Doing napkin research: Yesterday, over lunch, I was trying to understand a matrix low-rank approximation problem a colleague posed, using the tools I had to do algebra, and Michael Riley asked me if it was a 2-napkins problem. We discussed if there should be designer napkins for doing math over meals.

Furniture Inc

While the world is in excitement about one thing or the other (say the Colts and Pats who are going to pound each other in 2 weeks over the excuse of the pigskin), or in angst (the fires in CA, War funding, Polish elections, whatever), some have asked me about furniture and the art of shopping for them. Here is a link to shops, their provenance, and may you window-shop well today.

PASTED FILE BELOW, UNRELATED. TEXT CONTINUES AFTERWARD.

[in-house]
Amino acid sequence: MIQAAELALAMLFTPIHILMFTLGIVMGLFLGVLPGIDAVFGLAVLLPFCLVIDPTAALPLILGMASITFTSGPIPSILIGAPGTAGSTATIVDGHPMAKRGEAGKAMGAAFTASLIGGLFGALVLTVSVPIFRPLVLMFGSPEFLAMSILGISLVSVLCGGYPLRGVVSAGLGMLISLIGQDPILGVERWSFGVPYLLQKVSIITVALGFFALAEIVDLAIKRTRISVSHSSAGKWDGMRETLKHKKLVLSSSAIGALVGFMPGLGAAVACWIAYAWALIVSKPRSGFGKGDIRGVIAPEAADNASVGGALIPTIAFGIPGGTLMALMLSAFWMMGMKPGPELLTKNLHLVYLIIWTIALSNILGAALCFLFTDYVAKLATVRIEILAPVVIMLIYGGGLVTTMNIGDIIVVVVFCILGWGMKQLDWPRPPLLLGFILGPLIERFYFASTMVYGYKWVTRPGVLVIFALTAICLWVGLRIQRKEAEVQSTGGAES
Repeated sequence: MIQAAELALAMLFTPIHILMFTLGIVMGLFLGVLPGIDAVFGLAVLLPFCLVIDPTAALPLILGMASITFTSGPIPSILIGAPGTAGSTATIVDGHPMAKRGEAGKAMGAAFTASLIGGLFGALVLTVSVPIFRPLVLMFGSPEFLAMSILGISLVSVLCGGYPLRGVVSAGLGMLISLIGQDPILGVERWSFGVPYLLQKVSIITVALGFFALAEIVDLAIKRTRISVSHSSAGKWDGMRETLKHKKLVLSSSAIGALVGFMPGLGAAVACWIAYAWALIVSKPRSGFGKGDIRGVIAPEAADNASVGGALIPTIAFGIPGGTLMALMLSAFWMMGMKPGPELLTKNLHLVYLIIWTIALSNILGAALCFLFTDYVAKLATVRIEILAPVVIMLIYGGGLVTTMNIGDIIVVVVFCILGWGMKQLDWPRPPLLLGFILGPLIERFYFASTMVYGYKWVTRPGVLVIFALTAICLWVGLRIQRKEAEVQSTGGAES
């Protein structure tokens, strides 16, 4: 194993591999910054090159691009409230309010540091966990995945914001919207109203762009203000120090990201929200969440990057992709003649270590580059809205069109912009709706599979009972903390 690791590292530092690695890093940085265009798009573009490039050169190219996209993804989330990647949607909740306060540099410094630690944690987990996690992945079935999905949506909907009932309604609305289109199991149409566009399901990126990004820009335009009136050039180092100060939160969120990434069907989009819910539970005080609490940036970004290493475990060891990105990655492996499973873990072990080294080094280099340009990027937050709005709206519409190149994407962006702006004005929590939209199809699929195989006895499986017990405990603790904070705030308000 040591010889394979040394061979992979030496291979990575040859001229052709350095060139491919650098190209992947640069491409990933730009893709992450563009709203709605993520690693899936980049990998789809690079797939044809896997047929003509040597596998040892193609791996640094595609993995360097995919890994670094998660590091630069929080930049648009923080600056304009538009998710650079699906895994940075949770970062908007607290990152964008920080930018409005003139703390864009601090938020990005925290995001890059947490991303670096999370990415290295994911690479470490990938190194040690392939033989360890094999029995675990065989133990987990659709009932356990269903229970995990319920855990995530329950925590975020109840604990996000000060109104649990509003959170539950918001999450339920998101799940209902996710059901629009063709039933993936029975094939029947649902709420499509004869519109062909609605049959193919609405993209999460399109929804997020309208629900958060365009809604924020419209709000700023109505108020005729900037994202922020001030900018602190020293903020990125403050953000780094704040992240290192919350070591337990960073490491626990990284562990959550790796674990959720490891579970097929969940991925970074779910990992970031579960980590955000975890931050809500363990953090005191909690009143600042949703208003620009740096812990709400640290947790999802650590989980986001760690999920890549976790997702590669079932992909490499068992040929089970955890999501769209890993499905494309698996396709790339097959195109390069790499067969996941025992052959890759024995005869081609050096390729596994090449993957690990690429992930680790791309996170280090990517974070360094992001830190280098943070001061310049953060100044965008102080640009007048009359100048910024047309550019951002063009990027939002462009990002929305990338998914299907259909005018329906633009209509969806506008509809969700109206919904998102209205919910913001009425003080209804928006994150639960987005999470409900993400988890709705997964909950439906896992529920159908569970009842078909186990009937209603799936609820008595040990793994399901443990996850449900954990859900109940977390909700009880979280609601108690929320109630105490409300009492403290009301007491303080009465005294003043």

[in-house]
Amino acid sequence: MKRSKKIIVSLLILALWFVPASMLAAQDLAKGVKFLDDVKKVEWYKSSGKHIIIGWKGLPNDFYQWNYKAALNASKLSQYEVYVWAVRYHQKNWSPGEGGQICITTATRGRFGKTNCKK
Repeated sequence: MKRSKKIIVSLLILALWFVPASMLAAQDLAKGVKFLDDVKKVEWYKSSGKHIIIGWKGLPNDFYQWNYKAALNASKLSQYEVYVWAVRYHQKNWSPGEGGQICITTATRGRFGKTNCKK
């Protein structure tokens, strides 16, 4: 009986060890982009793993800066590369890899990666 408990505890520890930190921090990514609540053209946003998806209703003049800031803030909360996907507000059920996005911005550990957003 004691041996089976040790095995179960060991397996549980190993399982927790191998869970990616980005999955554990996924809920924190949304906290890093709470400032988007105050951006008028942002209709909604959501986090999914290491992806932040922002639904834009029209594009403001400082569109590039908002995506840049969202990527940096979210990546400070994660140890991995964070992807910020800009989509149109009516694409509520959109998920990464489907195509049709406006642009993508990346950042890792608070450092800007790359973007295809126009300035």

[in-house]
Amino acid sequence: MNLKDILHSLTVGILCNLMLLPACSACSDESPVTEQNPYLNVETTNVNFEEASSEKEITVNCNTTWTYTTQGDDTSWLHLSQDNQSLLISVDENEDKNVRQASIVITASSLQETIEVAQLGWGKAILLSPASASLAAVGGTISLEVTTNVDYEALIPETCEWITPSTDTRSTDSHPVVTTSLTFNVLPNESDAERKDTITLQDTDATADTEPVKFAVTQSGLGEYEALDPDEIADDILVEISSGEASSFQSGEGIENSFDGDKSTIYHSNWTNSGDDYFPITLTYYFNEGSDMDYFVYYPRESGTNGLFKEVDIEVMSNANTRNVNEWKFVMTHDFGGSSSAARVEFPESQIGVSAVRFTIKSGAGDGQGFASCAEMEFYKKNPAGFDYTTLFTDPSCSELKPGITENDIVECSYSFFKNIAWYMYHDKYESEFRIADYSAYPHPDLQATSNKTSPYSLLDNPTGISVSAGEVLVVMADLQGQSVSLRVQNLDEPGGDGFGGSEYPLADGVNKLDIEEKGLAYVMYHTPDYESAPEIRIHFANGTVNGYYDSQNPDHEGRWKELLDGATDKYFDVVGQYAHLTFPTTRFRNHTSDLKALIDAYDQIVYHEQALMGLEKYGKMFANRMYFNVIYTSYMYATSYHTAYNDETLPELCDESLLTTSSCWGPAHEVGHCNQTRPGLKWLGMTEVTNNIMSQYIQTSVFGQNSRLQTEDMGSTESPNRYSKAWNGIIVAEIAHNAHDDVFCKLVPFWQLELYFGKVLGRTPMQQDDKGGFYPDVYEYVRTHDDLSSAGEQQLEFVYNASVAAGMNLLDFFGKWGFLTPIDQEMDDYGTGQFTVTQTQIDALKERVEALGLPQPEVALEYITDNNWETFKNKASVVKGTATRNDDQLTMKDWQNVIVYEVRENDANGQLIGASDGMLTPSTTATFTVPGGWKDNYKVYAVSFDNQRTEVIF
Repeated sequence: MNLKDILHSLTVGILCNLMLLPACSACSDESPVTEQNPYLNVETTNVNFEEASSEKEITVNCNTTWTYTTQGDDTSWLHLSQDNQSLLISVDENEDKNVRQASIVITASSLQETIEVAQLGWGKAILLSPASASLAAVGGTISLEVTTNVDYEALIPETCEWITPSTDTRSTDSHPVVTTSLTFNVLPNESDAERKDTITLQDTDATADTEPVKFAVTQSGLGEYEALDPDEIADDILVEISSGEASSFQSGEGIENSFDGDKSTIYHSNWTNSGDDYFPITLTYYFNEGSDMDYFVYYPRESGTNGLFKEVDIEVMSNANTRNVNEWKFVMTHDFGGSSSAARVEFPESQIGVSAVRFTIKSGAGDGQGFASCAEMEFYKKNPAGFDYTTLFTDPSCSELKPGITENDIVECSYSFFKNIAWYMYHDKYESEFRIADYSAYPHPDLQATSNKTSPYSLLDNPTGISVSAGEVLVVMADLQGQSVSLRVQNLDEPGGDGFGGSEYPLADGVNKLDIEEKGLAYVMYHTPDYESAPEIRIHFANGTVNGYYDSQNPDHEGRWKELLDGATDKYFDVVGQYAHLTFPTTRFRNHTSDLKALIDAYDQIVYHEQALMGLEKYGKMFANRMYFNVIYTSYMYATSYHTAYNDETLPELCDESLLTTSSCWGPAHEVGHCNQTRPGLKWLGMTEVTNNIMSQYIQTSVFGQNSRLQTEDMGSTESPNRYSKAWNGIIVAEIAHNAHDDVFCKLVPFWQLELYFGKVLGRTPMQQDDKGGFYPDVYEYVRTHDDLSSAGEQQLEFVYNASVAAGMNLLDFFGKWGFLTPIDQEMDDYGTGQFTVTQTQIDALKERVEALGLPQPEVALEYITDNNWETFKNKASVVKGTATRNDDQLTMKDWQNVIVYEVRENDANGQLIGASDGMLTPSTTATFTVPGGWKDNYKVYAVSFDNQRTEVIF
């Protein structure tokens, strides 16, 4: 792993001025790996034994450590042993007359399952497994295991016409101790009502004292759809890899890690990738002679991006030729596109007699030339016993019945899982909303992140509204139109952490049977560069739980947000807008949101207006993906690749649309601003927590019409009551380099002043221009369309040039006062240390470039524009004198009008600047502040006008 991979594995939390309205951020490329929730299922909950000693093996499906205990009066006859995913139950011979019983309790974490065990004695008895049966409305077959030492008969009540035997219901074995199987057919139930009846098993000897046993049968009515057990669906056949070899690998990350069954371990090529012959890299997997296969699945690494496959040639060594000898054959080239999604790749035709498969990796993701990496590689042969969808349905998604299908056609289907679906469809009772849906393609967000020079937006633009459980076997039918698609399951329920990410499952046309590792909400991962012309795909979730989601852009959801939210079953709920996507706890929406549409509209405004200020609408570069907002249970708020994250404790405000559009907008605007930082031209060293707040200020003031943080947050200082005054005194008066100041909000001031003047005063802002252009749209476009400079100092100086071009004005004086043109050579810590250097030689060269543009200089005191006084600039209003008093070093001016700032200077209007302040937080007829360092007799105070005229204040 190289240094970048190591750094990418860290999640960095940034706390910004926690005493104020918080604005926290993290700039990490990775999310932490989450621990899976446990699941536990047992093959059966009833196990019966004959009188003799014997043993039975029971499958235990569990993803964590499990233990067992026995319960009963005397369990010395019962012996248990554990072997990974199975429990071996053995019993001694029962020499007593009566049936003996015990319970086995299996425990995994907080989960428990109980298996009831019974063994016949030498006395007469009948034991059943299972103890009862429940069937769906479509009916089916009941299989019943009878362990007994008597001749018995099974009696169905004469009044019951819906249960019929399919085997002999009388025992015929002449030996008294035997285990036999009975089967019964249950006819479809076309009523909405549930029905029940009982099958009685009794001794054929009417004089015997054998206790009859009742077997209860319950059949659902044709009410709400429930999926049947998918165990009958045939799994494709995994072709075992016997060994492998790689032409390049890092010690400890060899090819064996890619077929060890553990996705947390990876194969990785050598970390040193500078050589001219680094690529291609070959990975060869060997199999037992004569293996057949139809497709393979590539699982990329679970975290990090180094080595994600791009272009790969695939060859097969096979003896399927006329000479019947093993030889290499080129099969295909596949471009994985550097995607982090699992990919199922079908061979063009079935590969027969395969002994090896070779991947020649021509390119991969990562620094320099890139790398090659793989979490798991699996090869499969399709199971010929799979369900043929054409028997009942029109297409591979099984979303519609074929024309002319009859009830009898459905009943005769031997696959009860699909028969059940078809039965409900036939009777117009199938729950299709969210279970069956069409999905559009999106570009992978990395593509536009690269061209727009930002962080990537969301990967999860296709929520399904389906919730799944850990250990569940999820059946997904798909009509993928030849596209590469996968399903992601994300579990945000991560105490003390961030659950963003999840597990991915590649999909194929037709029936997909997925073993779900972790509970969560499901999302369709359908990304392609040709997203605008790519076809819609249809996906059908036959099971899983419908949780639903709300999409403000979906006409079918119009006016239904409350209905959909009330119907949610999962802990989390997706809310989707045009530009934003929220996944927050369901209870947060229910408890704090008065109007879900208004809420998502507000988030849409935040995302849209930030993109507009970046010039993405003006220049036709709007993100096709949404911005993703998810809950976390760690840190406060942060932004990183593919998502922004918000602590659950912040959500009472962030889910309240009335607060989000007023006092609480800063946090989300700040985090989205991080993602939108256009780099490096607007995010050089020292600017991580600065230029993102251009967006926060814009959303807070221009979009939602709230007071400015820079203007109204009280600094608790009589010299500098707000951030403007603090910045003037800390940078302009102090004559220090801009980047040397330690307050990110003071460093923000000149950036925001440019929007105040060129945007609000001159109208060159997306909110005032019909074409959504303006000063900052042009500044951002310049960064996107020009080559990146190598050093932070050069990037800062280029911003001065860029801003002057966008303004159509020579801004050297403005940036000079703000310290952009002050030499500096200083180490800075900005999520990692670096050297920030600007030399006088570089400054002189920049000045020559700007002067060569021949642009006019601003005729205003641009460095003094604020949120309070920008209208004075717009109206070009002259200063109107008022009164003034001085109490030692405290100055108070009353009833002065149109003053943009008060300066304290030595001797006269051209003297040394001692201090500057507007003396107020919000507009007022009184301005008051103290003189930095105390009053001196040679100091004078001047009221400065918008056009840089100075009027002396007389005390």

Sunday, October 21, 2007

Providence and FOCS

Travel to Providence, Rhode Island, by Amtrak was scenic, and the travel back appropriately late and irksome. The town was a bit of discovery, a place caught in a pleasant moment of the fall's light and clarity. There were lifesigns via posters, bar signs, the temple-esque conf hotel, and the saturday waterfires that, alas, I missed. Clocks were serenely stuck. Grateful thanks to Anna, Claire, Phil and others, who with prodding and personal investment of family and time, hosted the FOCS conference.

Eigenvalues, Spielman Tutors